Light and dark of the icon of the Second Republic

Updated:11/14/2020 00:54h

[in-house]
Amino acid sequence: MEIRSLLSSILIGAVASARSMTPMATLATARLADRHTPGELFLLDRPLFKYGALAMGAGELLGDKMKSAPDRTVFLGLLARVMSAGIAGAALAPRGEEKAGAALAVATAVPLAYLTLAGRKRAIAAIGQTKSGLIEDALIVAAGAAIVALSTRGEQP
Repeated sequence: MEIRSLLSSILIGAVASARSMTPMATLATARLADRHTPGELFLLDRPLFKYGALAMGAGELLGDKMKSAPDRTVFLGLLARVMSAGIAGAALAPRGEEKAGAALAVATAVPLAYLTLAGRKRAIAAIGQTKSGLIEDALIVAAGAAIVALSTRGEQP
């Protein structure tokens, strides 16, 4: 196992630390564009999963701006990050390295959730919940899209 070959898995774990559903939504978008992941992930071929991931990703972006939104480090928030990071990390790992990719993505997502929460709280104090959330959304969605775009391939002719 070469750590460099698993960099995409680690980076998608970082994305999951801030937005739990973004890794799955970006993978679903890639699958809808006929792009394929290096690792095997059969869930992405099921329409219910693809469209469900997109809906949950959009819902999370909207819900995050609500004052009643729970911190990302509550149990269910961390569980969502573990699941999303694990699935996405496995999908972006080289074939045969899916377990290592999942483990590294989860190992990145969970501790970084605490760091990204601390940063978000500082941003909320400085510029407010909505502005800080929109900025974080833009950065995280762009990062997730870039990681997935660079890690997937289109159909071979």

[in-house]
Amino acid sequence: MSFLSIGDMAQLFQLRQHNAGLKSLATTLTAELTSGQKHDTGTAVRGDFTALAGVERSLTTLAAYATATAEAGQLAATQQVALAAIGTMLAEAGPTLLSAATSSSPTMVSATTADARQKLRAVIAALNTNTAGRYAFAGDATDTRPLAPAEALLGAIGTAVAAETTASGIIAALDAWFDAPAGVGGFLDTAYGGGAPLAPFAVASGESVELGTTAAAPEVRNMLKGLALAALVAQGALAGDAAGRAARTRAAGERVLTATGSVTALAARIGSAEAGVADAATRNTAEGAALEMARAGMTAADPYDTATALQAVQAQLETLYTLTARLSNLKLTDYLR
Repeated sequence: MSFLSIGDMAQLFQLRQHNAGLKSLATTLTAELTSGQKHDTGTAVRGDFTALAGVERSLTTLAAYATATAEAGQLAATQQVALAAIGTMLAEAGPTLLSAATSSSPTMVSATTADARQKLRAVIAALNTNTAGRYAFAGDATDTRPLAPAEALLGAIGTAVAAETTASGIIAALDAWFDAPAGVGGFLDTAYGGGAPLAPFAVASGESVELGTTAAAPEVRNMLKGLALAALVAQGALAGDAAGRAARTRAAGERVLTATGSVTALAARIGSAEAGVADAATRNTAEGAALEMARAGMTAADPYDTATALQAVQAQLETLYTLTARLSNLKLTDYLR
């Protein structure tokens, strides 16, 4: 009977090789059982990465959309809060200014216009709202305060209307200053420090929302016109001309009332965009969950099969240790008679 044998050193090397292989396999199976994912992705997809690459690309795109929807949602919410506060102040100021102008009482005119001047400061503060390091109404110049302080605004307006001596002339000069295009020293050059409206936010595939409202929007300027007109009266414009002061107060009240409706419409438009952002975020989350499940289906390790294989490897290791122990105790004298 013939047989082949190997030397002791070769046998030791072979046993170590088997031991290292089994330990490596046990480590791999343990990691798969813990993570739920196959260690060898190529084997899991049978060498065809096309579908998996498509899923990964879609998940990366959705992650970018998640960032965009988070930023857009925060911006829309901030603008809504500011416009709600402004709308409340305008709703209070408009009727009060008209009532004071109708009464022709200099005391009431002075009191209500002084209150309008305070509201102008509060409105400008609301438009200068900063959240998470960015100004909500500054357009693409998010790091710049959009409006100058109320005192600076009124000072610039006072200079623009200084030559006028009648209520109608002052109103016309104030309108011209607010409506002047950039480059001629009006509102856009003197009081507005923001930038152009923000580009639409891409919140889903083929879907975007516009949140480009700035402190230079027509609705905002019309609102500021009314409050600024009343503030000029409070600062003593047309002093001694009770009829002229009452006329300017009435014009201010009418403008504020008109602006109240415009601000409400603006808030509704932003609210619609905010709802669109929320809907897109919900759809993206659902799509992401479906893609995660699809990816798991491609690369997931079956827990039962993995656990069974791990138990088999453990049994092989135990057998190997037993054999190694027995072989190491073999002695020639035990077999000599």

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The exile was as revealing as it was frustrating for Don Manuel Azana. In 1940, the last year he spent in this world, French doctors confirmed that he suffered from a strange disease known as beef heart, the extreme dilation of the aorta and the heart. Cipriano de Rivas Cherif, who was his great friend and brother-in-law, played with the metaphor to weave his own diagnosis: “What he has is a heart that does not fit in his chest.” His words encompass, even today, the general feeling that survives about the politician from Alcalá de Henares; the one that draws him as an orchestra conductor who managed to keep pace with the different left-wing factions during the Second Republic.

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